Economic and social responsibility
The work undertaken to create a comfortable, energy-efficient building with a good indoor climate involves numerous players. However, when it comes to the building services installations, focus is all too often on the initial price tag – despite the fact that it would be better to pay more attention to the operating costs. The reasons for this are reasonably straightforward: a developer finances the construction of a building but someone else is responsible for the future running costs. Unfortunately, suitable methods are seldom available for appraising the factors that influence life cycle costs, i.e. the costs that ought to be used as a basis for investment decisions.
And this is a situation that is frequently seen, even in large companies and at national and municipal levels. Investment budgets and operating budgets are, in many instances, two quite separate entities. The person responsible for the investment budget is given a pat on the back at the end of the year, if there is still any money left, while the person in charge of the operating budget has to fight against unnecessarily high running costs, year after year, because of earlier, onesided focus on the investment costs.
If we take note of the ongoing debates in the media and it is clear that we all have a joint responsibility when it comes to using no more energy than is absolutely necessary. It is not only a question of individual or company concern – it is a question of each and everyone’s economic and social responsibility. It is hardly regarded as being progressive when more laws, standards and regulations are called for, but we have to ask ourselves whether changes in the right direction could come about in any other way.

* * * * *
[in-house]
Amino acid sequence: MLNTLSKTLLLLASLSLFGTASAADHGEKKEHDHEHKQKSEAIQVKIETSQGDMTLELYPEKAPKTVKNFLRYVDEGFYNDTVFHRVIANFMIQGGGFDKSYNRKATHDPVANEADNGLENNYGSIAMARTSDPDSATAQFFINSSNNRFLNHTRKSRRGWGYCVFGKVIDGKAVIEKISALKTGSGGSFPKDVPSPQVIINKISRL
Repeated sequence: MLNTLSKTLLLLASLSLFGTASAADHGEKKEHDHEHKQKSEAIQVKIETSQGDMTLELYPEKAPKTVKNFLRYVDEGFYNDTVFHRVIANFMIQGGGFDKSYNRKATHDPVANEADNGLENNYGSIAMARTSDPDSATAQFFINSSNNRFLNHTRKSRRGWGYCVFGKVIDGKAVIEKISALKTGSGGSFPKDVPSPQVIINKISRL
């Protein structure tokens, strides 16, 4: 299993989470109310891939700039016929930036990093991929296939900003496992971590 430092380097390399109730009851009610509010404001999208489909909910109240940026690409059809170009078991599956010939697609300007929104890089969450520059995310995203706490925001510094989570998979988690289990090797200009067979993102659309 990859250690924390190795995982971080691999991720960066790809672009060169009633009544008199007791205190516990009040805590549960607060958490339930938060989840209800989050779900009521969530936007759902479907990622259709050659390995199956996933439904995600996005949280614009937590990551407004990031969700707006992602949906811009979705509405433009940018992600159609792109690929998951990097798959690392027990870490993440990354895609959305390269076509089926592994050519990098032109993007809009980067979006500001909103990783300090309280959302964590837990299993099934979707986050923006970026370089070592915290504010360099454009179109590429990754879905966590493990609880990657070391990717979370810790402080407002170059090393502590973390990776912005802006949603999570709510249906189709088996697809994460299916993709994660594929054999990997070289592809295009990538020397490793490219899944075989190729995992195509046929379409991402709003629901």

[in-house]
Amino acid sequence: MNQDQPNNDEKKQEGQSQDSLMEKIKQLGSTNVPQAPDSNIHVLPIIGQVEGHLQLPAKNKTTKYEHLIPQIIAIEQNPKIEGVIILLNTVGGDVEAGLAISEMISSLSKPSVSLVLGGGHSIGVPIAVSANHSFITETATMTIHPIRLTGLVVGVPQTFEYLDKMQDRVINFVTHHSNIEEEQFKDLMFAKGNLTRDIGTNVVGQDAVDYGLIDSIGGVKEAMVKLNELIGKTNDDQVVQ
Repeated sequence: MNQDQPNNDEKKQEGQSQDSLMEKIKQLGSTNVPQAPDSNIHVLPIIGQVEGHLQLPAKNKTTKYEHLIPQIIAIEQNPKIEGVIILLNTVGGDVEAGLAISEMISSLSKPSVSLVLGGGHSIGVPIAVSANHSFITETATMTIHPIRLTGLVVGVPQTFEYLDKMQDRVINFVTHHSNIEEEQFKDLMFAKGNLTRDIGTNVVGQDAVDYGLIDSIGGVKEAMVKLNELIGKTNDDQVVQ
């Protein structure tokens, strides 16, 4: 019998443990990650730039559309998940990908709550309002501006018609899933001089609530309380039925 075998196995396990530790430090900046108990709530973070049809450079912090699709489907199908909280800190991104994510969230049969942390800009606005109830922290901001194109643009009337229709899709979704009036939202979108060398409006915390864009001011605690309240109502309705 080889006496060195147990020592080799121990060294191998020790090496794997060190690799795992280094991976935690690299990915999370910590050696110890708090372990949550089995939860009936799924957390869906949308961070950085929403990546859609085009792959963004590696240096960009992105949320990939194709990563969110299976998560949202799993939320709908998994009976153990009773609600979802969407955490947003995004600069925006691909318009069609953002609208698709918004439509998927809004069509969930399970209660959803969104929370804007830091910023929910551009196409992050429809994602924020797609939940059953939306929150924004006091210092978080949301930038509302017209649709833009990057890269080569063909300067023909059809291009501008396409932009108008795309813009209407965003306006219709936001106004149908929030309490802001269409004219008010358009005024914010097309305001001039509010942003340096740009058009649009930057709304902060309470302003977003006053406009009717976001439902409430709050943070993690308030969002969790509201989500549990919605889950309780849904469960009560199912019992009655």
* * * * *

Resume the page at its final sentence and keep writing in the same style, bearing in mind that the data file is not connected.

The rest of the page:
For each company involved in the construction of a building, their own profitability is a strong driving force and this is quite understandable. One way to tackle the issue – possibly utopian – would be to create a joint venture model based on the most reasonable solution, from an overall economic point of view, and then devise acceptable incentives for all involved to ensure strict adherence to the model.
The need to regard contracts from a more holistic perspective is discussed, as well as whether laws, standards and established practice contribute to development – or stand in its way.